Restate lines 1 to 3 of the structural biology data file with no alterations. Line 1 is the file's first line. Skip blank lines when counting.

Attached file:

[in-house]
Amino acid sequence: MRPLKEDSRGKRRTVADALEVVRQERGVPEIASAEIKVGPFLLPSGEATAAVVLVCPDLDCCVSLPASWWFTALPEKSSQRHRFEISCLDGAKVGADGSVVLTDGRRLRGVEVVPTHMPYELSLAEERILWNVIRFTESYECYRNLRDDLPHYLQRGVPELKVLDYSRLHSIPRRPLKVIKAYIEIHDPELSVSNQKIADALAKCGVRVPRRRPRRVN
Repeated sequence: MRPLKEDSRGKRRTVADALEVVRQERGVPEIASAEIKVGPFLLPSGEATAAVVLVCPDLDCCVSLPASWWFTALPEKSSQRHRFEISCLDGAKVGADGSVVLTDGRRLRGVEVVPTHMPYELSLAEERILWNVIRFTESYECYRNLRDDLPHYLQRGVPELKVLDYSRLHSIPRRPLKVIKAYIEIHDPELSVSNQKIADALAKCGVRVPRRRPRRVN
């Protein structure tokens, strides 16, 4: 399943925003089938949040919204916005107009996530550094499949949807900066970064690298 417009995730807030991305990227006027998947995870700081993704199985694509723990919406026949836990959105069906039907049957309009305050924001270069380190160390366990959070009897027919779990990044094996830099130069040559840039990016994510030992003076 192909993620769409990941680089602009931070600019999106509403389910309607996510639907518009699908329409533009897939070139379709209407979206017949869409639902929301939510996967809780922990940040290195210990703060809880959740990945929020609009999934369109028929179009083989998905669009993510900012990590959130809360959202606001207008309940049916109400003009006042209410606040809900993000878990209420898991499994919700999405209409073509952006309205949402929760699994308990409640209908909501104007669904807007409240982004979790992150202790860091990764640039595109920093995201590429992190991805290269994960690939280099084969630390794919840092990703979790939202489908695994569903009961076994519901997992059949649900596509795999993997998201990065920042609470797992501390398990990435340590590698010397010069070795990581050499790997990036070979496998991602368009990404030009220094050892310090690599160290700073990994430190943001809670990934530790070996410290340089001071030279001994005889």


[in-house]
Amino acid sequence: MRPLKEDSRGKRRTVADALEVVRQERGVPEIASAEIKVGPFLLPSGEATAAVVLVCPDLDCCVSLPASWWFTALPEKSSQRHRFEISCLDGAKVGADGSVVLTDGRRLRGVEVVPTHMPYELSLAEERILWNVIRFTESYECYRNLRDDLPHYLQRGVPELKVLDYSRLHSIPRRPLKVIKAYIEIHDPELSVSNQKIADALAKCGVRVPRRRPRRVN
Repeated sequence: MRPLKEDSRGKRRTVADALEVVRQERGVPEIASAEIKVGPFLLPSGEATAAVVLVCPDLDCCVSLPASWWFTALPEKSSQRHRFEISCLDGAKVGADGSVVLTDGRRLRGVEVVPTHMPYELSLAEERILWNVIRFTESYECYRNLRDDLPHYLQRGVPELKVLDYSRLHSIPRRPLKVIKAYIEIHDPELSVSNQKIADALAKCGVRVPRRRPRRVN